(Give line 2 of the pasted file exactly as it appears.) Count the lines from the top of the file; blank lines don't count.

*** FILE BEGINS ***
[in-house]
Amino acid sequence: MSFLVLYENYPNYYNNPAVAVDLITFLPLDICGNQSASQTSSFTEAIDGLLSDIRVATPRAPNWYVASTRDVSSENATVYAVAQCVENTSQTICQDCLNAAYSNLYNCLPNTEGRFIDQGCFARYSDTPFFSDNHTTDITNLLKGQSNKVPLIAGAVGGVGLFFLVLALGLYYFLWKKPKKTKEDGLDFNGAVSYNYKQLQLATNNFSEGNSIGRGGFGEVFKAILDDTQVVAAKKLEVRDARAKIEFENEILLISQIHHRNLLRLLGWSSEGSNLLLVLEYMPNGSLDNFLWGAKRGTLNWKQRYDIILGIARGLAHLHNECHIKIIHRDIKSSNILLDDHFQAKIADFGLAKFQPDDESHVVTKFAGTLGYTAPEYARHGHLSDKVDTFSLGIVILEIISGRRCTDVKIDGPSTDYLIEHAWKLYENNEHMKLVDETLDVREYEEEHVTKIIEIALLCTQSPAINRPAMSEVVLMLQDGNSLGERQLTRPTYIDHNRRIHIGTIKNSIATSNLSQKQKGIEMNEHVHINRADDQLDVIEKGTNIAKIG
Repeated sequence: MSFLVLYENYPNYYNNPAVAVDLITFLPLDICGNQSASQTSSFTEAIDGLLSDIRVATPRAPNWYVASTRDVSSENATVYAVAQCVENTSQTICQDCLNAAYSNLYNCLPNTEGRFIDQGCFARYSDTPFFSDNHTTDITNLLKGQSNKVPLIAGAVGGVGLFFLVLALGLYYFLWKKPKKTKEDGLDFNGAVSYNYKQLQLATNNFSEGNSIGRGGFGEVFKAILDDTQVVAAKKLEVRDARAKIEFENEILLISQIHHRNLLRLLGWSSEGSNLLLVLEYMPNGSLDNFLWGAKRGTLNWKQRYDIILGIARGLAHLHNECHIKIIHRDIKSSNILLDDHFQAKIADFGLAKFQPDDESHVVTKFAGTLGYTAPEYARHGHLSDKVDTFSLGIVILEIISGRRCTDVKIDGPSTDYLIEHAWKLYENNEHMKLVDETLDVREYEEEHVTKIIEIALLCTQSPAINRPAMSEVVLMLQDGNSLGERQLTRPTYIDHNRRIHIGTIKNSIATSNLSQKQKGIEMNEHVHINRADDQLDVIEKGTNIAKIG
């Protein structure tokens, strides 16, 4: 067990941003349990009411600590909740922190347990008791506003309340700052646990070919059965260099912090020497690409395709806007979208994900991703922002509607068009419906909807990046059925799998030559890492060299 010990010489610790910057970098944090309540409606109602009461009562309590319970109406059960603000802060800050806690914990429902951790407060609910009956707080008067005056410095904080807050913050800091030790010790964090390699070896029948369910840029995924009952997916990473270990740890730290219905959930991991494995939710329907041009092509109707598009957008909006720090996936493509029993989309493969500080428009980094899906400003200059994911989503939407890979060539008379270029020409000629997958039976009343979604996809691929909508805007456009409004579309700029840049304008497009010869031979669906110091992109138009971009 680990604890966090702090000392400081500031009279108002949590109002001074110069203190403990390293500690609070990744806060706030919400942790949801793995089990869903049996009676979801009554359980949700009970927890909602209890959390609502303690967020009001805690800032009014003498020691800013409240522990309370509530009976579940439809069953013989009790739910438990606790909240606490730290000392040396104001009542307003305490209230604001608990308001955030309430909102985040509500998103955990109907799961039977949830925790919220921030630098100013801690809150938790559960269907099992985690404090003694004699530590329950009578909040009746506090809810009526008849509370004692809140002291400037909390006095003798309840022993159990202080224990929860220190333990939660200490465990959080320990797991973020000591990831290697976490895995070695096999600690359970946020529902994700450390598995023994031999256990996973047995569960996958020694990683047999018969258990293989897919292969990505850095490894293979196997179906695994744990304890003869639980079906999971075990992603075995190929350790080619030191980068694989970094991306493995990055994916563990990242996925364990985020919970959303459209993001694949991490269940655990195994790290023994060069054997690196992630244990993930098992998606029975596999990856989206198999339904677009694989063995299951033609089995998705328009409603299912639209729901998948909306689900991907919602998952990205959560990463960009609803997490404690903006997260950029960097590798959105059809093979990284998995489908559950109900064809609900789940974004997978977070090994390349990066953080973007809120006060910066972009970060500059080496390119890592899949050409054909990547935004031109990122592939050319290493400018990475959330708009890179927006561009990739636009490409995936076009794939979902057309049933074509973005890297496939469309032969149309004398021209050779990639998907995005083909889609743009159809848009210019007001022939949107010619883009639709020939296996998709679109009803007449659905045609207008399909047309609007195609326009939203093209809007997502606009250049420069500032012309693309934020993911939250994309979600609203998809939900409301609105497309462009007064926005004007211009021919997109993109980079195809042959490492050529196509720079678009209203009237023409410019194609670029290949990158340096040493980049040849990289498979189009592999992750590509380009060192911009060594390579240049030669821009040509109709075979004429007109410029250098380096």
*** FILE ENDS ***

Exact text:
Amino acid sequence: MSFLVLYENYPNYYNNPAVAVDLITFLPLDICGNQSASQTSSFTEAIDGLLSDIRVATPRAPNWYVASTRDVSSENATVYAVAQCVENTSQTICQDCLNAAYSNLYNCLPNTEGRFIDQGCFARYSDTPFFSDNHTTDITNLLKGQSNKVPLIAGAVGGVGLFFLVLALGLYYFLWKKPKKTKEDGLDFNGAVSYNYKQLQLATNNFSEGNSIGRGGFGEVFKAILDDTQVVAAKKLEVRDARAKIEFENEILLISQIHHRNLLRLLGWSSEGSNLLLVLEYMPNGSLDNFLWGAKRGTLNWKQRYDIILGIARGLAHLHNECHIKIIHRDIKSSNILLDDHFQAKIADFGLAKFQPDDESHVVTKFAGTLGYTAPEYARHGHLSDKVDTFSLGIVILEIISGRRCTDVKIDGPSTDYLIEHAWKLYENNEHMKLVDETLDVREYEEEHVTKIIEIALLCTQSPAINRPAMSEVVLMLQDGNSLGERQLTRPTYIDHNRRIHIGTIKNSIATSNLSQKQKGIEMNEHVHINRADDQLDVIEKGTNIAKIG